A Battle Ground construction business has settled with an environmental group over allegations that the former violated the federal Clean Water Act.
Columbia Riverkeeper announced in a news release earlier this month that it had settled with Tapani Inc. for $347,000 plus attorney fees and a few other stipulations. According to court documents, the business operates a metal fabrication shop on Southeast 6th Place in Battle Ground, where it also performs vehicle and equipment repair, fueling, equipment storage, staging and warehousing at the site.
Columbia Riverkeeper filed their complaint in January, which alleged that Tapani had discharged unhealthy levels of copper into Salmon Creek, a waterway near the business and tributary of the Columbia River, and increased turbidity of the water.
Riverkeeper alleged that those actions violated the Clean Water Act as well as state laws that restrict the amount of pollution released into waterways by industrial facilities. In their release, they stated that even low levels of copper are toxic to young salmon and steelhead, stocks of which live in Salmon Creek. Increased turbidity, or sediment in the water, could lead to bacterial growth that could impair recreational activities in the water.
The environmental group further alleged that Tapani “repeatedly failed to collect and analyze industrial stormwater pollution” which violated federal and state requirements, “undermining the public’s and government regulators’ ability to hold the company accountable,” according to their release.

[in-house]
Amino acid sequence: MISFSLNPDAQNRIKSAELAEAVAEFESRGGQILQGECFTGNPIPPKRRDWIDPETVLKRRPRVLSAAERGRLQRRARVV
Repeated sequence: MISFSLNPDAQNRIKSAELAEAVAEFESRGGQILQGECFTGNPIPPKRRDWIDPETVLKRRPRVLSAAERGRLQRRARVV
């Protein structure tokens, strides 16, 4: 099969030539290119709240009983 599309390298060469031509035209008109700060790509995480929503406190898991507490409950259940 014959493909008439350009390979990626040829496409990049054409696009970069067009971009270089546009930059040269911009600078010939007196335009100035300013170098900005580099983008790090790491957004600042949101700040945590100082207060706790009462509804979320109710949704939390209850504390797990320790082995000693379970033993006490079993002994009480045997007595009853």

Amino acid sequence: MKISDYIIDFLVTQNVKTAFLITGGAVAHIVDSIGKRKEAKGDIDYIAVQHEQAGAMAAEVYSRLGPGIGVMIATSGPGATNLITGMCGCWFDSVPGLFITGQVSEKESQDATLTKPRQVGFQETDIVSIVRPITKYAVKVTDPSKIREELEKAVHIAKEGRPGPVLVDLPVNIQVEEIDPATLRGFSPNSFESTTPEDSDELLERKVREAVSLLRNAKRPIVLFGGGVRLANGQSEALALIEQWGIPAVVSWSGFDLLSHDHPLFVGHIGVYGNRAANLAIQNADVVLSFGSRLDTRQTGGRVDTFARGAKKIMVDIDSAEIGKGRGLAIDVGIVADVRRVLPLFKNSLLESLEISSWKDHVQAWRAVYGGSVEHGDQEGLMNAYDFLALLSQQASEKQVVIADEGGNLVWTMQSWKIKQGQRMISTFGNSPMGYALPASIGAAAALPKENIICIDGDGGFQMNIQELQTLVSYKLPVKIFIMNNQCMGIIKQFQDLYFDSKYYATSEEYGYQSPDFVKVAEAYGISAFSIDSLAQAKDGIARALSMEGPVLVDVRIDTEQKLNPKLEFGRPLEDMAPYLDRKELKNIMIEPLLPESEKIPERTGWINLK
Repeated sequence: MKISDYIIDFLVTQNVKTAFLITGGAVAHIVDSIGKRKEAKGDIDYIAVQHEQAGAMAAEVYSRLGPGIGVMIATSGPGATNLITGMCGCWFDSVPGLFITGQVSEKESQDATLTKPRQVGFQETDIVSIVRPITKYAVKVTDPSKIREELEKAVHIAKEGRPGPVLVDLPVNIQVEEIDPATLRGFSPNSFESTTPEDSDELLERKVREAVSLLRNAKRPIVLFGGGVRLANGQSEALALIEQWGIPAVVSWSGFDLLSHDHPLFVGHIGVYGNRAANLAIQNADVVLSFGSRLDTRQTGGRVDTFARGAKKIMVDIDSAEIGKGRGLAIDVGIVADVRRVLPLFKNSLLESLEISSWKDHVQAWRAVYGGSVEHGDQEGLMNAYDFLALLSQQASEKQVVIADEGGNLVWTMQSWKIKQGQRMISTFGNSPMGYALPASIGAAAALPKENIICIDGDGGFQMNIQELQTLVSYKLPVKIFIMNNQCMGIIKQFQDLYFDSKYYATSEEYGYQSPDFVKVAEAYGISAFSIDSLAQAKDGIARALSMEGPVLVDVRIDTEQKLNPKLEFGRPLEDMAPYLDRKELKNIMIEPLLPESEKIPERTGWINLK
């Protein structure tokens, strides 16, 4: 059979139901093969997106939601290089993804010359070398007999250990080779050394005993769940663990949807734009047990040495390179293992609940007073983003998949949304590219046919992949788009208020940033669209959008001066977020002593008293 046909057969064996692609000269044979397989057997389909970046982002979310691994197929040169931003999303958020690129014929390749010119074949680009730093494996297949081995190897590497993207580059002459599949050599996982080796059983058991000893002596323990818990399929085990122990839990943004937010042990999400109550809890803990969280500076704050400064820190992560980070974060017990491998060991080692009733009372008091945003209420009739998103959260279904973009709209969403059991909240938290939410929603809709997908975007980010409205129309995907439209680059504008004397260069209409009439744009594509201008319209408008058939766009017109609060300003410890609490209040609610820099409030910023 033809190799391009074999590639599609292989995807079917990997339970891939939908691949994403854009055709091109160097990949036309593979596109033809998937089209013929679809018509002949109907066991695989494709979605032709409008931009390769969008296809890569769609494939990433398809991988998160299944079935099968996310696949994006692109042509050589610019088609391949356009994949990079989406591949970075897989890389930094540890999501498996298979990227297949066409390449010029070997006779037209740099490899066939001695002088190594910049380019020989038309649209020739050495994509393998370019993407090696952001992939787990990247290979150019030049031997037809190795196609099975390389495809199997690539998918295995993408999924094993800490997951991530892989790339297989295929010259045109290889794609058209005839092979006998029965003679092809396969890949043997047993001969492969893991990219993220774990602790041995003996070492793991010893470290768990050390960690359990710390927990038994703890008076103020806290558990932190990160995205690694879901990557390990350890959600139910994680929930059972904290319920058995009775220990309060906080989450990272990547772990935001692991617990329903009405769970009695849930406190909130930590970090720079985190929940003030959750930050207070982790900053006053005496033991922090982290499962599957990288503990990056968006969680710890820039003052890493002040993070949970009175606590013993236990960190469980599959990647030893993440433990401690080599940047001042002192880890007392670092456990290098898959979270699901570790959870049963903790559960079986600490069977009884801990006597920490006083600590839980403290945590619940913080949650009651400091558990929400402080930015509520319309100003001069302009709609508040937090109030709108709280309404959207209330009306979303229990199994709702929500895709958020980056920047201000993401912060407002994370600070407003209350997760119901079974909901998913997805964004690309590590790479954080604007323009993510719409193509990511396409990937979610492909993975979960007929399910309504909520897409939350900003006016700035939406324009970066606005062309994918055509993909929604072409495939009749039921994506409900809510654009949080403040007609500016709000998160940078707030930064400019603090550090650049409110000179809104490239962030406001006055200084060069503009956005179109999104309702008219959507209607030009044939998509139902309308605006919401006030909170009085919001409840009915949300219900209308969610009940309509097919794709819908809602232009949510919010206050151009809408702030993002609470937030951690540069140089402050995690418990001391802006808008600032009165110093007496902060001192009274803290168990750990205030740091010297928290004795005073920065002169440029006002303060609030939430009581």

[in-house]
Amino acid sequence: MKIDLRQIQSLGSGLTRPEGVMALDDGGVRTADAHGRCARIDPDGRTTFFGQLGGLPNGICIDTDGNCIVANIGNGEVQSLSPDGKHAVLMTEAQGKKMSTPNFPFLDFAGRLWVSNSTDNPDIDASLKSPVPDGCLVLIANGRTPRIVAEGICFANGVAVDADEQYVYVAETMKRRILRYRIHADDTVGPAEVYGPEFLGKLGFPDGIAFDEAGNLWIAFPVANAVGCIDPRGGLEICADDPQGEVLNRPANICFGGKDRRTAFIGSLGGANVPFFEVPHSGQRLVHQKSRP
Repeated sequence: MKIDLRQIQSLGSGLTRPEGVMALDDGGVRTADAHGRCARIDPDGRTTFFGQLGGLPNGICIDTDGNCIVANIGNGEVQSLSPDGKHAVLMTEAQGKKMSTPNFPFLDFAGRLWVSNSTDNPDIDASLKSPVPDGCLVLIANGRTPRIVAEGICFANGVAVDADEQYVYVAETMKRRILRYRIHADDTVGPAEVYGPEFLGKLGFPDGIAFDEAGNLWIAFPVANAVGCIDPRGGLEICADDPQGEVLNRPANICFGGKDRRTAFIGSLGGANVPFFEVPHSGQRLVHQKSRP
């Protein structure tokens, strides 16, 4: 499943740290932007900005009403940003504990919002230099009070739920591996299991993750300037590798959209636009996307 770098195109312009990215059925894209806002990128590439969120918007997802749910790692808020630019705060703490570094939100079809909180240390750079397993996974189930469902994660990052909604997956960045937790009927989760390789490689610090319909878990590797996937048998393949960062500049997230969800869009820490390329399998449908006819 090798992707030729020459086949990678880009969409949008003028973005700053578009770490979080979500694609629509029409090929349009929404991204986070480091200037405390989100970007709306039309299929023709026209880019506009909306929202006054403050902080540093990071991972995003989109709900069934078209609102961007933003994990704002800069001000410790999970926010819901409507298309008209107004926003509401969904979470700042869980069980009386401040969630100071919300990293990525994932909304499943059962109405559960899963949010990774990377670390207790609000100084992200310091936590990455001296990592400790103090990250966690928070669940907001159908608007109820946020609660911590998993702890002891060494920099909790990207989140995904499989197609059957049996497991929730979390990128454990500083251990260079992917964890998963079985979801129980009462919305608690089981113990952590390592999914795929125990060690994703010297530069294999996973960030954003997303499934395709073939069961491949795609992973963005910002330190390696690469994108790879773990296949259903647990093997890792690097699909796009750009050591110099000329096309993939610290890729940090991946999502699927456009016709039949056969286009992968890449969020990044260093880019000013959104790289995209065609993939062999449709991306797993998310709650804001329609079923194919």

“Industrial polluters like Tapani must take responsibility for fouling local waterways,” Simone Anter, an associate attorney with Columbia Riverkeeper, stated in the release. “The settlement ensures tangible results for clean water and funds important work to improve salmon habitat and water quality.”
“Assuming that the Department of Justice signs off and the court enters the order, we are happy to have the litigation behind us,” Connie Sue Martin, an attorney for Tapani, said in a phone call with The Reflector. The ongoing litigation proved disruptive for business as usual at the Battle Ground business, she said.
Martin said that Tapani acknowledged that there were problems with its reporting process, but maintained that any discharge was in excess of allowed limits. The settlement’s stipulations stated that the company made no admissions to Riverkeeper’s allegations.
“It was a reporting problem,” Martin said, “(but Tapani) does not agree that it was discharging copper in excess of permit limits into waters that made their way into Salmon Creek.”
Martin said Tapani had been making improvements to stormwater management to its facilities since 2014, through simple things like asphalt paving to hiring an environmental consultant who specialized in stormwater permit compliance. She said better reporting was also part of improvements the company would make, something required as part of the settlement.
The $374,000 payout from Tapani would be in two installments of $187,000 each to the Rose Foundation for Communities and the Environment to be used for projects benefiting water quality in the Columbia River, according to court documents.
As to why a settlement made sense rather than going to trial, Martin said that regardless of what side of a suit one was on there was always risk when going to litigation. As a business decision, settling was better for the company.
Martin said that Tapani was a family-owned business and wanted to reiterate its commitment to the Battle Ground community.
“This is their community. They want to be a good neighbor. They want to be a good environmental steward,” she said.